Empowering Neurodivergent Women in the Workplace - A Conference

Empowering Neurodivergent Women in the Workplace – A Conference

We are excited to announce an event which is set to spark conversations and champion an inclusive and more productive workforce.

Join us for this half-day conference, where we will be discussing women, neurodiversity and workplace inclusion.

Taking place on the 23rd of November, we will come together to investigate workplace shifts that will benefit everyone.

During the day, we will be having conversations with employers, policymakers, and neurodivergent employees, to delve into diversity and inclusion and discuss the role of employers when breaking the barriers faced by neurodivergent women in the workforce.

Why does it matter?

Compared to men, the rates of under-diagnosis and late diagnosis in women are stark.

Many factors contribute to why this occurs, but some major consequences are that many women are not working to their strengths, burning out, and leaving the workforce as they are not being adequately supported.

This has led to workforces and employers losing out on a wealth of creativity, lateral thinking, problem solving, innovation and access to deep levels of focus due to their neurodivergent staff being asked to put their energy into the wrong things. Until there is a cultural shift towards valuing neurodivergent talent, this will continue. The costs of higher levels of neurodivergent people in prison, being unemployed, and leaving school early will also continue until this pattern will is disrupted.

The model of workplace adjustments for neurodivergent people operates on a deficits-based system, where individuals are assessed upon what they can’t do rather than what they can. Whilst it is true that there are challenges associated with being neurodivergent, these are heavily exacerbated by the fact that we don’t create environments where neurodivergent people are able to thrive. It’s time we change this, and there are various small changes that can be implemented and benefitted from quickly and easily. These changes can be as simple as reserving seating in areas with reduced noise for staff who are more affected by sensory issues.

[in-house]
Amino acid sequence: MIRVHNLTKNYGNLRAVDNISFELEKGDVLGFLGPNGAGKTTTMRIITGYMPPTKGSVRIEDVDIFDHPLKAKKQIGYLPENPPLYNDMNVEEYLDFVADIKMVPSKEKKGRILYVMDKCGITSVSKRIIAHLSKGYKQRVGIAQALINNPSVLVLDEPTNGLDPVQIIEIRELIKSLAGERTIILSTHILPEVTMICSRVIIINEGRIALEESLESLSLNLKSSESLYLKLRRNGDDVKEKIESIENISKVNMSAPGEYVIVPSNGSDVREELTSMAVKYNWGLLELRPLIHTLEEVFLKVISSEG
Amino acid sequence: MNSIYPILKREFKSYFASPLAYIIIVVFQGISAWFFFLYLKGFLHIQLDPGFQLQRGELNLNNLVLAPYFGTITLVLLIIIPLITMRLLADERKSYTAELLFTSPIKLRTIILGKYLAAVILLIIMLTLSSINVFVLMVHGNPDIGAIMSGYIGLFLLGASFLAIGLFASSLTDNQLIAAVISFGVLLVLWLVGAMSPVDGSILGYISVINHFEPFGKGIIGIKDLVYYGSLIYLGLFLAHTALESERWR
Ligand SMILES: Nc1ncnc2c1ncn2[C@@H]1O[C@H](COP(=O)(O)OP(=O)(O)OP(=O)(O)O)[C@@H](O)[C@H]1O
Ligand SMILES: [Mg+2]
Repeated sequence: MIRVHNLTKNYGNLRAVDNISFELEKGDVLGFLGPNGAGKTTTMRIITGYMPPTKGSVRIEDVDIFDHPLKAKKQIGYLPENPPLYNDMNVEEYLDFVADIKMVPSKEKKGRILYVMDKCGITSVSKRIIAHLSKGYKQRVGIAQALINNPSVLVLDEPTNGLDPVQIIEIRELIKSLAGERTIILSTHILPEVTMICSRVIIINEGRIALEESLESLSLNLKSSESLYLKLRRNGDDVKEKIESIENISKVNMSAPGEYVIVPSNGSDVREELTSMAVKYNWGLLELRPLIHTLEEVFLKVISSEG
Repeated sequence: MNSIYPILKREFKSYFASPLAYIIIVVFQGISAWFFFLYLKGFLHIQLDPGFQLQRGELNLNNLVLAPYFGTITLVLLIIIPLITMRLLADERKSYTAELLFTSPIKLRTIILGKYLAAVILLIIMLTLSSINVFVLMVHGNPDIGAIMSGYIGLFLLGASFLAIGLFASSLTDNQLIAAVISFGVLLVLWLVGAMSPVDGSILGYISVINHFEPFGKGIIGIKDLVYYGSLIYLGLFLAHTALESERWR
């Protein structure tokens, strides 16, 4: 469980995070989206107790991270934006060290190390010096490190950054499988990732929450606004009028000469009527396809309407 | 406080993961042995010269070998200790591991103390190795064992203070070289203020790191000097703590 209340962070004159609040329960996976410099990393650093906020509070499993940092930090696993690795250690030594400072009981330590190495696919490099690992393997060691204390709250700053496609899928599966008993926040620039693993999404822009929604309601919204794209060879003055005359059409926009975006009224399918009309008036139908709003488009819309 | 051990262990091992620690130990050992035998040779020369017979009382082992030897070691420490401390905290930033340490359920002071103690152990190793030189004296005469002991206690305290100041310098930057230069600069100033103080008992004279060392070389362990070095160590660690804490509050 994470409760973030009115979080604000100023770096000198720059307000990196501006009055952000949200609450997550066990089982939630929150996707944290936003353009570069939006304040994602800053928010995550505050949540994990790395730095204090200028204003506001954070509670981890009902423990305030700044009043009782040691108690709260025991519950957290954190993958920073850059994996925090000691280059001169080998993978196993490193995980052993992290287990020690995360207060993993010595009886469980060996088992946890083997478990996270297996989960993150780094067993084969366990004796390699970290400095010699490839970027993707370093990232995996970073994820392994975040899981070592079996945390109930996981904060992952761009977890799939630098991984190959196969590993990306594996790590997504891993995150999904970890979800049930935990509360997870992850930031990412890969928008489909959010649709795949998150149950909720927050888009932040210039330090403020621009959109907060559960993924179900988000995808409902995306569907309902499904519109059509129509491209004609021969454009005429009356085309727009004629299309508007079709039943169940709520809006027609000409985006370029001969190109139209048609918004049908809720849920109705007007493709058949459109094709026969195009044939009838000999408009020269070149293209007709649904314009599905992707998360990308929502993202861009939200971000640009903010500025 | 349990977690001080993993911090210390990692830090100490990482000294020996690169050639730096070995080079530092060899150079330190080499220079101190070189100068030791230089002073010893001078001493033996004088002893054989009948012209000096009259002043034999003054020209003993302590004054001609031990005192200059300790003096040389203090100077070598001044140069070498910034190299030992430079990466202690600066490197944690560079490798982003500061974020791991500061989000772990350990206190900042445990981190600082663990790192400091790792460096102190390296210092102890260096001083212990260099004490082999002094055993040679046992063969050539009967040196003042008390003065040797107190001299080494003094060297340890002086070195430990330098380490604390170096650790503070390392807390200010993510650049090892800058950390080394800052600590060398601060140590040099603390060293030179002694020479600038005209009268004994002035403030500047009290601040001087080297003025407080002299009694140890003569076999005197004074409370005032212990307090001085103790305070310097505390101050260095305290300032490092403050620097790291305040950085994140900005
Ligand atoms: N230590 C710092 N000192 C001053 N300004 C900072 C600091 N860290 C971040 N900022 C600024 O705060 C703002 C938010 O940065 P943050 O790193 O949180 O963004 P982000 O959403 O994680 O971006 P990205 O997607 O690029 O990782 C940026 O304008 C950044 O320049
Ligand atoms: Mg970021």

What took us to the event?

With a strengths-based approach in mind, we have been speaking to neurodivergent women about their experiences of being supported in their workplaces. Through this, we’ve gained invaluable insights into what kind of environments, workplace structures, and communication styles have been helpful, and are generally good to adopt.

Some of the workplace adjustments that have been flagged as being helpful are as simple as flexible working policies and the implementation of clear structures for communication between members of staff, and with management. Many changes that have been discussed would in fact benefit the whole workplace, not just neurodivergent staff.

Who should be attending?

Employers, policymakers, researchers and neurodivergent individuals are welcome to join this event. If you are eager to support neurodivergent talent, explore inclusion policies, and network with like-minded individuals, sign up today as places are limited.

We will kick the event off  by sharing some of the knowledge gathered from the past few months. We will then have 2 further speakers who will explore these themes, followed by interactive workshops which will spark conversations. During this time, participants will be put into groups to work together and plan actions towards achieving a cultural shift to foster an inclusive environment.

How to Participate?

If this sounds like an event you want to join, register HERE. For employers and policymakers, it will cost just £10, which includes refreshments and a light lunch. Neurodivergent women who have supported this campaign will be sent a free ticket.


Mark your calendars and get excited to discuss neuro-divergency in women in the workplace! The event will be held at The Health Innovation Campus from 9.30 – 1.30, on the 23rd of November. Make sure you get your tickets today via Eventbrite!

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